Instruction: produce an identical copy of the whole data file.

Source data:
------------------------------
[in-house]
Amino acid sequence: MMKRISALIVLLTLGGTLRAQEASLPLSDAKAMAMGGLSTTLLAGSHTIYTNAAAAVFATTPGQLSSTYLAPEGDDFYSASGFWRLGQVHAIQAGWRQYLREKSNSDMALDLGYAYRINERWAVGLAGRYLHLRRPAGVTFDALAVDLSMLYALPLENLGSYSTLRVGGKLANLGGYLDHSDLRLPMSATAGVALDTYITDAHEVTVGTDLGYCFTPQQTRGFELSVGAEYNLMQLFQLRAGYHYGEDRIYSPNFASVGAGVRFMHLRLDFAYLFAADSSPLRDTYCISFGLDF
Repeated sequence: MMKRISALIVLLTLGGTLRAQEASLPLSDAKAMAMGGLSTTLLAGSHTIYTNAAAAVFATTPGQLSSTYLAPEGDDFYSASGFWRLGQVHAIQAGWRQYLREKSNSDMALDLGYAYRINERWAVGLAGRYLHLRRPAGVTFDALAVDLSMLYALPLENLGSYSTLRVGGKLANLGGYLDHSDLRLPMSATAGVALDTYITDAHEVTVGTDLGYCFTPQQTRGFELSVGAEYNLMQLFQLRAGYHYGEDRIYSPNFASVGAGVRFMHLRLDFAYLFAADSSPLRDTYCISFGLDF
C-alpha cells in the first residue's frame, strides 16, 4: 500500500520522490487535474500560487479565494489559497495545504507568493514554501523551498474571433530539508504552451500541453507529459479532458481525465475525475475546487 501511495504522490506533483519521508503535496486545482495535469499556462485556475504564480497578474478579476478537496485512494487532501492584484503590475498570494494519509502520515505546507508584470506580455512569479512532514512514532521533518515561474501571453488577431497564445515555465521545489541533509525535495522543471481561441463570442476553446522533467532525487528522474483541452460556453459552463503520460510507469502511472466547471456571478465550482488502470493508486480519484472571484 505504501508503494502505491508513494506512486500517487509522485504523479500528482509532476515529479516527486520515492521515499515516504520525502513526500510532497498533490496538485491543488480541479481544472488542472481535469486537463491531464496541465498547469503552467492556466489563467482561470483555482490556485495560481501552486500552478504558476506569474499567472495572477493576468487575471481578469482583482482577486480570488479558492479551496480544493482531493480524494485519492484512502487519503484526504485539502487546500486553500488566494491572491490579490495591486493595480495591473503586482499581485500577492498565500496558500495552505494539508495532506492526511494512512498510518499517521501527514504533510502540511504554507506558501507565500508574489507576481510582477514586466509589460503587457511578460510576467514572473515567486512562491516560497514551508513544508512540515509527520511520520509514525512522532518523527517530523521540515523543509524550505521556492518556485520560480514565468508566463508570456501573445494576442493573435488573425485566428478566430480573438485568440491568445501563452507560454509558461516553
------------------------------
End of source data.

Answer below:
[in-house]
Amino acid sequence: MMKRISALIVLLTLGGTLRAQEASLPLSDAKAMAMGGLSTTLLAGSHTIYTNAAAAVFATTPGQLSSTYLAPEGDDFYSASGFWRLGQVHAIQAGWRQYLREKSNSDMALDLGYAYRINERWAVGLAGRYLHLRRPAGVTFDALAVDLSMLYALPLENLGSYSTLRVGGKLANLGGYLDHSDLRLPMSATAGVALDTYITDAHEVTVGTDLGYCFTPQQTRGFELSVGAEYNLMQLFQLRAGYHYGEDRIYSPNFASVGAGVRFMHLRLDFAYLFAADSSPLRDTYCISFGLDF
Repeated sequence: MMKRISALIVLLTLGGTLRAQEASLPLSDAKAMAMGGLSTTLLAGSHTIYTNAAAAVFATTPGQLSSTYLAPEGDDFYSASGFWRLGQVHAIQAGWRQYLREKSNSDMALDLGYAYRINERWAVGLAGRYLHLRRPAGVTFDALAVDLSMLYALPLENLGSYSTLRVGGKLANLGGYLDHSDLRLPMSATAGVALDTYITDAHEVTVGTDLGYCFTPQQTRGFELSVGAEYNLMQLFQLRAGYHYGEDRIYSPNFASVGAGVRFMHLRLDFAYLFAADSSPLRDTYCISFGLDF
C-alpha cells in the first residue's frame, strides 16, 4: 500500500520522490487535474500560487479565494489559497495545504507568493514554501523551498474571433530539508504552451500541453507529459479532458481525465475525475475546487 501511495504522490506533483519521508503535496486545482495535469499556462485556475504564480497578474478579476478537496485512494487532501492584484503590475498570494494519509502520515505546507508584470506580455512569479512532514512514532521533518515561474501571453488577431497564445515555465521545489541533509525535495522543471481561441463570442476553446522533467532525487528522474483541452460556453459552463503520460510507469502511472466547471456571478465550482488502470493508486480519484472571484 505504501508503494502505491508513494506512486500517487509522485504523479500528482509532476515529479516527486520515492521515499515516504520525502513526500510532497498533490496538485491543488480541479481544472488542472481535469486537463491531464496541465498547469503552467492556466489563467482561470483555482490556485495560481501552486500552478504558476506569474499567472495572477493576468487575471481578469482583482482577486480570488479558492479551496480544493482531493480524494485519492484512502487519503484526504485539502487546500486553500488566494491572491490579490495591486493595480495591473503586482499581485500577492498565500496558500495552505494539508495532506492526511494512512498510518499517521501527514504533510502540511504554507506558501507565500508574489507576481510582477514586466509589460503587457511578460510576467514572473515567486512562491516560497514551508513544508512540515509527520511520520509514525512522532518523527517530523521540515523543509524550505521556492518556485520560480514565468508566463508570456501573445494576442493573435488573425485566428478566430480573438485568440491568445501563452507560454509558461516553